Predatory Marketing is defined as: strike at the weaknesses that arise out of your competitor's greatest strength. If that sounds familiar, then read it again. It's not 'strike at your competitor's weakness' and it's not 'talk about what's different'. This is more powerful.
See, when you strike at the weaknesses that arise out of your competitor's greatest strength you strike at the part of your competitor that they are least willing to change. It also changes the conversation from the same marketing words that every other company in your category uses, to a conversation that leverages your relative advantages.
These case studies demonstrate how Predatory Marketing has been applied.
Nakula were a very small player that came to us with a fantastic coconut water product. Unfortunately, they were not first to market. The big guys in drinks were already selling coconut water products. Big guys, however, tend not to care.
Nudie and other large drinks providers.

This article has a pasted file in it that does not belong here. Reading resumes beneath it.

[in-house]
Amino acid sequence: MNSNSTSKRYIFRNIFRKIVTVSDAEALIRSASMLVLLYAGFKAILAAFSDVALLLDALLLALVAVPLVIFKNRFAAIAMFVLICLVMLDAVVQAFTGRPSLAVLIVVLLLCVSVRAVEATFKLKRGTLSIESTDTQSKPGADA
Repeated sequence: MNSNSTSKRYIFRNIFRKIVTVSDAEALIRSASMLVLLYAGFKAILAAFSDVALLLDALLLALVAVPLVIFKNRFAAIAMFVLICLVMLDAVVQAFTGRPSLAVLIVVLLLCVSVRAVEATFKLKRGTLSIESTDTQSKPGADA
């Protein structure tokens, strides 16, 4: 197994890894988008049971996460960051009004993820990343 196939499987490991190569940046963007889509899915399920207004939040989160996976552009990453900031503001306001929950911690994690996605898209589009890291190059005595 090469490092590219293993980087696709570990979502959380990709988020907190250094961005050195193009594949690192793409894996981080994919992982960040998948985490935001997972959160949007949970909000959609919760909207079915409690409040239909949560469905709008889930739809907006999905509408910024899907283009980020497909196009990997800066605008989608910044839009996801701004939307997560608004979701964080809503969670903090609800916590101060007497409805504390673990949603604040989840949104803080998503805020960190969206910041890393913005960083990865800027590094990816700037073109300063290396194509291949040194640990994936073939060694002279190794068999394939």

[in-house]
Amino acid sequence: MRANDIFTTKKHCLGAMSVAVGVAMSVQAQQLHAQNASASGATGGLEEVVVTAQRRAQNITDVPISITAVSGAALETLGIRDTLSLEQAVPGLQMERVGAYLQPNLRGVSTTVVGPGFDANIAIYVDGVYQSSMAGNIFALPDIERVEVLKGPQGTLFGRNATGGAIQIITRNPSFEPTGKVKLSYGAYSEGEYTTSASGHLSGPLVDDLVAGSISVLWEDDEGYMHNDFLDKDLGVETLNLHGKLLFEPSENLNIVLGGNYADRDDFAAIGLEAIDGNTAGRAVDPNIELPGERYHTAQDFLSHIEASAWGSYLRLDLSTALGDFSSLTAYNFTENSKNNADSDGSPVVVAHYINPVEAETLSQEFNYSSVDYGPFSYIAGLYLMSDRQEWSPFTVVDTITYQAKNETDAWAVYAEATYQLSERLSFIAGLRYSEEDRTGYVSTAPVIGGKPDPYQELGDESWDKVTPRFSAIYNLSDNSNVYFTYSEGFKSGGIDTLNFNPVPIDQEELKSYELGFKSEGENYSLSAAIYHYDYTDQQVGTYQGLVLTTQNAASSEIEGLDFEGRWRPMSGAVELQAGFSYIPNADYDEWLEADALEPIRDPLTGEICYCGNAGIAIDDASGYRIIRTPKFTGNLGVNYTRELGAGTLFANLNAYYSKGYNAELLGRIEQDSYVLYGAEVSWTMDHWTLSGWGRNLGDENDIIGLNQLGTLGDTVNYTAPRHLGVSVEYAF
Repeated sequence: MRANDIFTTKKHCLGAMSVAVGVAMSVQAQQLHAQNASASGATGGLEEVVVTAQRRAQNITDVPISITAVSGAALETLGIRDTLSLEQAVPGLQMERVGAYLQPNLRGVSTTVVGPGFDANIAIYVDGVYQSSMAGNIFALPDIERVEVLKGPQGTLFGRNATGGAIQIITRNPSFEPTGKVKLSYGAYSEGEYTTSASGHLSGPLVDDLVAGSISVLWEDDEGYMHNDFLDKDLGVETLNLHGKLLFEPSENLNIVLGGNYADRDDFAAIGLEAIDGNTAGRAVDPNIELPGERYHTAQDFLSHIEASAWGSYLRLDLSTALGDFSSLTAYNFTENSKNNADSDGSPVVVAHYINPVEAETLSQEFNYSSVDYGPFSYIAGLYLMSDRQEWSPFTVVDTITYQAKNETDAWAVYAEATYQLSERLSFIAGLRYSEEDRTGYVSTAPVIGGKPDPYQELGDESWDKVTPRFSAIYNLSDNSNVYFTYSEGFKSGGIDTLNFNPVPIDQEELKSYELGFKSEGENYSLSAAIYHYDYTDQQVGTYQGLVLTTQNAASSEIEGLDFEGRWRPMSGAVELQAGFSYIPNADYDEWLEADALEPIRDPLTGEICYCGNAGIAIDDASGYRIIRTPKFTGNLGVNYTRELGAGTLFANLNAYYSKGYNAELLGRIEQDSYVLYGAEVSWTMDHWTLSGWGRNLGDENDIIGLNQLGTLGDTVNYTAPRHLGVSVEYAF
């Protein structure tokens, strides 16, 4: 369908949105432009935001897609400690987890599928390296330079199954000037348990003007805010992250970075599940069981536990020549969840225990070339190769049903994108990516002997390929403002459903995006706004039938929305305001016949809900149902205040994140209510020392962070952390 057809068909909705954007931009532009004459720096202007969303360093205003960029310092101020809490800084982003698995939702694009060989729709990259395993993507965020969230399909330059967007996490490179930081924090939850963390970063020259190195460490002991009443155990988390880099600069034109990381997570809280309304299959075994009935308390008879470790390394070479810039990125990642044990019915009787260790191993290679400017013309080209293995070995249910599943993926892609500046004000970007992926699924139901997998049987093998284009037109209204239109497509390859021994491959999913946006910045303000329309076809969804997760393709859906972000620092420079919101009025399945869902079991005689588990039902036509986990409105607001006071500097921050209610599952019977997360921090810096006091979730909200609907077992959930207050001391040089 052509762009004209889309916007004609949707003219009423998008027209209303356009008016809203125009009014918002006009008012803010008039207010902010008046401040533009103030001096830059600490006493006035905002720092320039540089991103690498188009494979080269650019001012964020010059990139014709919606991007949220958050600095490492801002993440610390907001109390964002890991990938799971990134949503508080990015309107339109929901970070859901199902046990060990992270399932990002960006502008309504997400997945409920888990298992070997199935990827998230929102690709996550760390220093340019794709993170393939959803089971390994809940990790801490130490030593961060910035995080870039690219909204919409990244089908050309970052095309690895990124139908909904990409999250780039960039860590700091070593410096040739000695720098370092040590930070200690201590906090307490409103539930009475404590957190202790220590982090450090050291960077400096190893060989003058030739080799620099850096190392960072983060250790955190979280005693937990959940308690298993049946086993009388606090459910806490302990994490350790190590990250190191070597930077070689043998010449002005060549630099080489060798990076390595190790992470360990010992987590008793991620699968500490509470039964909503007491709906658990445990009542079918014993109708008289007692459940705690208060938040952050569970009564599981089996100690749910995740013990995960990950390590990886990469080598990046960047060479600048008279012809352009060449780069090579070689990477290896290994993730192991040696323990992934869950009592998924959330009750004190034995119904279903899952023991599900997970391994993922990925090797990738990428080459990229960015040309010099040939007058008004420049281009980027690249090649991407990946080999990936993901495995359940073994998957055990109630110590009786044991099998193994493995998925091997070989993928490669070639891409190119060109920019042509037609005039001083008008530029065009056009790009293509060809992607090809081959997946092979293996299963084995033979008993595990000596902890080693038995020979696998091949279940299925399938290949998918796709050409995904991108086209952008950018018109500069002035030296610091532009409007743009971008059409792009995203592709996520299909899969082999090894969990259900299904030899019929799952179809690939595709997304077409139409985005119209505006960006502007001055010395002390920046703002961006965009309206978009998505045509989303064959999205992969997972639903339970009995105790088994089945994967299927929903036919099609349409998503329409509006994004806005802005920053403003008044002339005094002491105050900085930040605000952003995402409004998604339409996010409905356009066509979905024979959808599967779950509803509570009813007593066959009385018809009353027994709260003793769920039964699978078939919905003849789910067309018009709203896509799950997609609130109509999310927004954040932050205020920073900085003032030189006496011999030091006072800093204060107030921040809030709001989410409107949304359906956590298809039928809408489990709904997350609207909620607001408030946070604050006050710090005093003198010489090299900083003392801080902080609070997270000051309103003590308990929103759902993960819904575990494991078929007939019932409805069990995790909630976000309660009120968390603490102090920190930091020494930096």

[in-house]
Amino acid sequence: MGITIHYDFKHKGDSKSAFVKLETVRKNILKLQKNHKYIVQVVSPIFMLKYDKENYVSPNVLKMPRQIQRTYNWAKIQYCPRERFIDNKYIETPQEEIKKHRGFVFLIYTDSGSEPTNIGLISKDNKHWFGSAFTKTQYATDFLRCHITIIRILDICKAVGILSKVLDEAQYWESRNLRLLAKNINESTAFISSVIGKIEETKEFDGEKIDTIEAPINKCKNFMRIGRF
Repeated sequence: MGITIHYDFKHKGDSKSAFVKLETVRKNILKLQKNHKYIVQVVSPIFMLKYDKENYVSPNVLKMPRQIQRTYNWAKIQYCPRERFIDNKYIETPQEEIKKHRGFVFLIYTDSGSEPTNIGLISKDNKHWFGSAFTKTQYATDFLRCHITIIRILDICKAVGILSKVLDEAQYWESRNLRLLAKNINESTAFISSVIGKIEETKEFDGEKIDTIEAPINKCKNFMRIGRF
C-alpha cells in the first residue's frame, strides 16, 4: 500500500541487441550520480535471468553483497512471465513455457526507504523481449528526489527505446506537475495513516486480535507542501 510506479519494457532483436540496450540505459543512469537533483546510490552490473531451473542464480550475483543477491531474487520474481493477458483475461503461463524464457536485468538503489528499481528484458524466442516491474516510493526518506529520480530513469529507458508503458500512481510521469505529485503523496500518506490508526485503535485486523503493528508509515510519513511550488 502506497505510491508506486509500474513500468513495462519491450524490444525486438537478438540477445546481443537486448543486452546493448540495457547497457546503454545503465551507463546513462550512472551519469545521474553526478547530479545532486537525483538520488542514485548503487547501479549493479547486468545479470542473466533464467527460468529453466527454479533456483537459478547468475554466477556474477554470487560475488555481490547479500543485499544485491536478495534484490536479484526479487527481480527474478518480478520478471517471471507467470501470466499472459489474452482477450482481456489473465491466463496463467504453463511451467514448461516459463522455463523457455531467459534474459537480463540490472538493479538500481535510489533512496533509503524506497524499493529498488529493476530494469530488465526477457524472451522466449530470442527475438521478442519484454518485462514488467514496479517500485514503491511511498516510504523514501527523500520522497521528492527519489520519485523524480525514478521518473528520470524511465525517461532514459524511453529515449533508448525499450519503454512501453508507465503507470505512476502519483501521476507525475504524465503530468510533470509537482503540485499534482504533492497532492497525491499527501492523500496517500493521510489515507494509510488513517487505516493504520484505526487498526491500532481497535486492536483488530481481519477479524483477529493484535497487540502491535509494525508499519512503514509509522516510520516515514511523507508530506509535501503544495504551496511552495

They produce many types of drink in many different categories.
The weaknesses that arise from their strength
They don’t really care about the coconut or where their ingredients come from.
We created a "good for you, good for others" positioning that meant when you bought a can of Nakula, we’d make sure that a child from the country of origin would get a drink too.
'Fitness First' drank it up too with a distribution deal opening up new channels for Nakula and a chance for them to share their brand story.
Strike at the weaknesses that arise out of your competitor's greatest strength. This achieves greatest impact and makes response more difficult.
In the next post, Ashton talks about The Australian, a brand that offers balanced journalism to what are often conflicting points of view on a particular subject.